• I suspect most of them. It’s for that reason that Raul would not send the ships. Can you imagine the optics of any empty Cuban ship leaving Costa Rica because free Cubans refused to return to Cuba. Besides, most of them probably have nothing to return to. They likely sold everything to pay for the trip. Instead, he should take them to Mexico or better yet Corpus Christi, Texas. It’s got to be humiliating on some level. Thousands of your citizens leaving your country under these conditions. You can blame US policy, you can blame the world economic recession, etc. But is this what the Castro revolution hoped to achieve 57 years later?

  • Of course, Cuba could send planes or ships to Costa Rica to pick up the Cuban migrants and bring them home. In your estimation, how many of the migrants would accept such an offer? Isn’t it possible that some of them still hope to reach the US?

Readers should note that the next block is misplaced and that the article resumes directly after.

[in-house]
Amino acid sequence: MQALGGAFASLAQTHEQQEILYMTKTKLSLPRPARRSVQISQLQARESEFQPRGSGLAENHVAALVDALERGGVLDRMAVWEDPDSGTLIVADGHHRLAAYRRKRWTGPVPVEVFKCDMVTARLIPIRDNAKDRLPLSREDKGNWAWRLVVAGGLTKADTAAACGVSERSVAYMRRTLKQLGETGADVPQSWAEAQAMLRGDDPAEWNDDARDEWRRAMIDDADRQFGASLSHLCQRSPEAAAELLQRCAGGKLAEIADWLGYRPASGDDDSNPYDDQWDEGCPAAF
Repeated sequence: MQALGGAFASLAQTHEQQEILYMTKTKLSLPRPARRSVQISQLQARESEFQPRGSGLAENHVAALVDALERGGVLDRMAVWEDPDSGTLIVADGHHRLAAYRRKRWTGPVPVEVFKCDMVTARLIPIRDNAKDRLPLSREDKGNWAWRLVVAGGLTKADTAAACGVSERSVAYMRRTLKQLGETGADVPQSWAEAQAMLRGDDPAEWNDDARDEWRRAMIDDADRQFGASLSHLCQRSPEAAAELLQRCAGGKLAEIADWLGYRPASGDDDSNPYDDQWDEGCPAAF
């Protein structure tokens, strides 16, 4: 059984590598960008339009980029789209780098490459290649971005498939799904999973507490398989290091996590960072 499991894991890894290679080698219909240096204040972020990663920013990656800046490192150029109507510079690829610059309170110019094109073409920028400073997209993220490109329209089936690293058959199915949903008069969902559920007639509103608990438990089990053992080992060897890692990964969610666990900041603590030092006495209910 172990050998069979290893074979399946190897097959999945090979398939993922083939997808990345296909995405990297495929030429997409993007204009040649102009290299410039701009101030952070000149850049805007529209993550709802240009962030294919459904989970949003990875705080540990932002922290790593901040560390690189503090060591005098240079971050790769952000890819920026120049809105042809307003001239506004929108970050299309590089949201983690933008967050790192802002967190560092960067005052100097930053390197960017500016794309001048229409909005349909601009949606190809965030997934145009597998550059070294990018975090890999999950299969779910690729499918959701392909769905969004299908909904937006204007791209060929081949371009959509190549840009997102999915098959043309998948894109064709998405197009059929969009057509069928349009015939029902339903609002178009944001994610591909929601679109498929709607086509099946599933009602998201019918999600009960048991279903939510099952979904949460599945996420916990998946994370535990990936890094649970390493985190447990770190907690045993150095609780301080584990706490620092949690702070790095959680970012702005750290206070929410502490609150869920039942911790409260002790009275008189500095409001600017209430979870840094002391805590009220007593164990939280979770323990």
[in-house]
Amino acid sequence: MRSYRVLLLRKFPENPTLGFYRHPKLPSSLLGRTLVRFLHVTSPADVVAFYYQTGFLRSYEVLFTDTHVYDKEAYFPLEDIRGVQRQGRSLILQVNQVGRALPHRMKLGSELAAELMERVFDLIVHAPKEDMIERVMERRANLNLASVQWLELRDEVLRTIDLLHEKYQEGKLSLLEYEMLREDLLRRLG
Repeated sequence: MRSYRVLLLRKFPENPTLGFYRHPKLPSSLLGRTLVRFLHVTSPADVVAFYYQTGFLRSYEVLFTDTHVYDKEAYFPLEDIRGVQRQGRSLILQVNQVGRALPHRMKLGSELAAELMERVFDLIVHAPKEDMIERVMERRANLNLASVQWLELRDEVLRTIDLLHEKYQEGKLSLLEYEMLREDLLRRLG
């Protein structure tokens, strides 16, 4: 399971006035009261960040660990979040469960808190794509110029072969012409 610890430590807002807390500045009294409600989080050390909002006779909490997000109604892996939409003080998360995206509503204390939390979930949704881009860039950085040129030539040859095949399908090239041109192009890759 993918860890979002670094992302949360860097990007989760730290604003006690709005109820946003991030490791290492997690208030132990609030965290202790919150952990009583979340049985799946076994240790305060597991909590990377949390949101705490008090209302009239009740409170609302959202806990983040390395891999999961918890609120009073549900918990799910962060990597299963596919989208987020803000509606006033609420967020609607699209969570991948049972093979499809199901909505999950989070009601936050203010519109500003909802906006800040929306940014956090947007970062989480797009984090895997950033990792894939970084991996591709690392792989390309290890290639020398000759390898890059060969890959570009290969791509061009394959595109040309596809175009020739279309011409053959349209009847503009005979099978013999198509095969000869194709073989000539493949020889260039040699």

• This post is about the now nearly 7000 Cubans stranded in Costa Rica and Panama. Your attempt to deflect fools no one. The Cuban-American caucus in Congress can do NOTHING to help those stranded Cubans. They are Cuban nationals and remain the responsibility of Raul Castro. Again, if they were from any other country, you would clearly see this. But given your sycophantic support of Castro tyranny, you are blind to the truth.